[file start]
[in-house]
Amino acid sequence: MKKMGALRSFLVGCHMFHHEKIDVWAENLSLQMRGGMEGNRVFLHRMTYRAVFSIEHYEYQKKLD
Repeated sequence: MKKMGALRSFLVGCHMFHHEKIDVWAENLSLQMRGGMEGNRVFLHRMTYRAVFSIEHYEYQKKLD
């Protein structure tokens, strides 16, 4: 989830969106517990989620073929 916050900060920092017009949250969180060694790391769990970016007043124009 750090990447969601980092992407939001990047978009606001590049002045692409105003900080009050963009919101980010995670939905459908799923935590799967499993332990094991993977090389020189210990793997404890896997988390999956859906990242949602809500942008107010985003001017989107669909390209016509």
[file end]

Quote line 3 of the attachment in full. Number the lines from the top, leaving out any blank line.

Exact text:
Repeated sequence: MKKMGALRSFLVGCHMFHHEKIDVWAENLSLQMRGGMEGNRVFLHRMTYRAVFSIEHYEYQKKLD